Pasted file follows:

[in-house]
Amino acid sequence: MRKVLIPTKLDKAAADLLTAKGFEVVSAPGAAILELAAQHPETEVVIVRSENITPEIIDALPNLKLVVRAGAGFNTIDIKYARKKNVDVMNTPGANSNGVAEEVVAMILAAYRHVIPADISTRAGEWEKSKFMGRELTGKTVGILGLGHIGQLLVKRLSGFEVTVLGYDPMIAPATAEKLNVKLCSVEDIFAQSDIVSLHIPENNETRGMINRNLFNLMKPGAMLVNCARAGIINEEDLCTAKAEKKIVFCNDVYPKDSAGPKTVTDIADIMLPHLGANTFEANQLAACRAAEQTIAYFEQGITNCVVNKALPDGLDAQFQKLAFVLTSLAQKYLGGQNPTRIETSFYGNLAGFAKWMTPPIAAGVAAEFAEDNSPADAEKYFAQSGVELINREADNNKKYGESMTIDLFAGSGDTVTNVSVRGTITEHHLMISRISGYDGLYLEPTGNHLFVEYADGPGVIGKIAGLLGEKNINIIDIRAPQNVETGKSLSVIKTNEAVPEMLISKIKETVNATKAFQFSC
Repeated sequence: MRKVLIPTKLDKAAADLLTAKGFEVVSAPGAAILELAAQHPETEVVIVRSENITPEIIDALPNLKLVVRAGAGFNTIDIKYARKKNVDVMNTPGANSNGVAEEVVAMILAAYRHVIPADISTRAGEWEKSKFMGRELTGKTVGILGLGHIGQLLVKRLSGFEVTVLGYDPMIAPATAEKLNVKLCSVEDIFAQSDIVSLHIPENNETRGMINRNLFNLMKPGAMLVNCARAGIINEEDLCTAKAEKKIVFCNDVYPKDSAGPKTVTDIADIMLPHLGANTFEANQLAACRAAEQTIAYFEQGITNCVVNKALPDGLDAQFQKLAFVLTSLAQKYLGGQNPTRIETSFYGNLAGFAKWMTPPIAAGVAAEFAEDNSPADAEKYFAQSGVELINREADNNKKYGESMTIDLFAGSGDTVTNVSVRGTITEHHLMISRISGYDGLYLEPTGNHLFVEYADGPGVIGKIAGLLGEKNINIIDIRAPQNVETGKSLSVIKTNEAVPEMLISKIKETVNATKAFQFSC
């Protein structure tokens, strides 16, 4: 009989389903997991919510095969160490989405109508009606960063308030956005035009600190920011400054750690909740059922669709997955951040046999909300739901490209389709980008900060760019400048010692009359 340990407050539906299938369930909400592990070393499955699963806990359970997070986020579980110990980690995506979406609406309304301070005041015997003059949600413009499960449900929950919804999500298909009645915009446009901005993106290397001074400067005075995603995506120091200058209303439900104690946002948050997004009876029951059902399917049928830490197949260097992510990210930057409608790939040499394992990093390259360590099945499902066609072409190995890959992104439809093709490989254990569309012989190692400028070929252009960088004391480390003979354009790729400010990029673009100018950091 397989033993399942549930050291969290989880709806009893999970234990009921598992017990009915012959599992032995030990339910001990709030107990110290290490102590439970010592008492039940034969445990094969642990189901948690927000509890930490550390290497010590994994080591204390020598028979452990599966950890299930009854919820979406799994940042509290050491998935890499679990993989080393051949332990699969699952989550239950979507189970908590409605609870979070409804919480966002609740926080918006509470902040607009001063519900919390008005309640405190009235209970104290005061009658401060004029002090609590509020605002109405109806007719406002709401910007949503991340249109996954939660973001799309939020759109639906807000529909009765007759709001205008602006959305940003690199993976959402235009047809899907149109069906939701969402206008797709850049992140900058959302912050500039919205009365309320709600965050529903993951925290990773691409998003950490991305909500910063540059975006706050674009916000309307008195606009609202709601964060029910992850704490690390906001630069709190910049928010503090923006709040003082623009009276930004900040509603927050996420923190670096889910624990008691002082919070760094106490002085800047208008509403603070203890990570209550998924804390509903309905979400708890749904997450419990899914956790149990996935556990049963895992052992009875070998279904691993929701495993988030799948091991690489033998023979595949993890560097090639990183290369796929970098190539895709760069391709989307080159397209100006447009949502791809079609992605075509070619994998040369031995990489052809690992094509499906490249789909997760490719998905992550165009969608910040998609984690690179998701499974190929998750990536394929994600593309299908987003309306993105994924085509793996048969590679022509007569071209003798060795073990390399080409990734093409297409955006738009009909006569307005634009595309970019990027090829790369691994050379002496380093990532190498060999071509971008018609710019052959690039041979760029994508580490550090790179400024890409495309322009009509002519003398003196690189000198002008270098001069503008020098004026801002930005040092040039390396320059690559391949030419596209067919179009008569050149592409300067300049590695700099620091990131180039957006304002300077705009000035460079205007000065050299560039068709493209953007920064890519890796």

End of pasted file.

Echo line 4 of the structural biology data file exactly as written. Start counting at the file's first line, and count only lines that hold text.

């Protein structure tokens, strides 16, 4: 009989389903997991919510095969160490989405109508009606960063308030956005035009600190920011400054750690909740059922669709997955951040046999909300739901490209389709980008900060760019400048010692009359 340990407050539906299938369930909400592990070393499955699963806990359970997070986020579980110990980690995506979406609406309304301070005041015997003059949600413009499960449900929950919804999500298909009645915009446009901005993106290397001074400067005075995603995506120091200058209303439900104690946002948050997004009876029951059902399917049928830490197949260097992510990210930057409608790939040499394992990093390259360590099945499902066609072409190995890959992104439809093709490989254990569309012989190692400028070929252009960088004391480390003979354009790729400010990029673009100018950091 397989033993399942549930050291969290989880709806009893999970234990009921598992017990009915012959599992032995030990339910001990709030107990110290290490102590439970010592008492039940034969445990094969642990189901948690927000509890930490550390290497010590994994080591204390020598028979452990599966950890299930009854919820979406799994940042509290050491998935890499679990993989080393051949332990699969699952989550239950979507189970908590409605609870979070409804919480966002609740926080918006509470902040607009001063519900919390008005309640405190009235209970104290005061009658401060004029002090609590509020605002109405109806007719406002709401910007949503991340249109996954939660973001799309939020759109639906807000529909009765007759709001205008602006959305940003690199993976959402235009047809899907149109069906939701969402206008797709850049992140900058959302912050500039919205009365309320709600965050529903993951925290990773691409998003950490991305909500910063540059975006706050674009916000309307008195606009609202709601964060029910992850704490690390906001630069709190910049928010503090923006709040003082623009009276930004900040509603927050996420923190670096889910624990008691002082919070760094106490002085800047208008509403603070203890990570209550998924804390509903309905979400708890749904997450419990899914956790149990996935556990049963895992052992009875070998279904691993929701495993988030799948091991690489033998023979595949993890560097090639990183290369796929970098190539895709760069391709989307080159397209100006447009949502791809079609992605075509070619994998040369031995990489052809690992094509499906490249789909997760490719998905992550165009969608910040998609984690690179998701499974190929998750990536394929994600593309299908987003309306993105994924085509793996048969590679022509007569071209003798060795073990390399080409990734093409297409955006738009009909006569307005634009595309970019990027090829790369691994050379002496380093990532190498060999071509971008018609710019052959690039041979760029994508580490550090790179400024890409495309322009009509002519003398003196690189000198002008270098001069503008020098004026801002930005040092040039390396320059690559391949030419596209067919179009008569050149592409300067300049590695700099620091990131180039957006304002300077705009000035460079205007000065050299560039068709493209953007920064890519890796």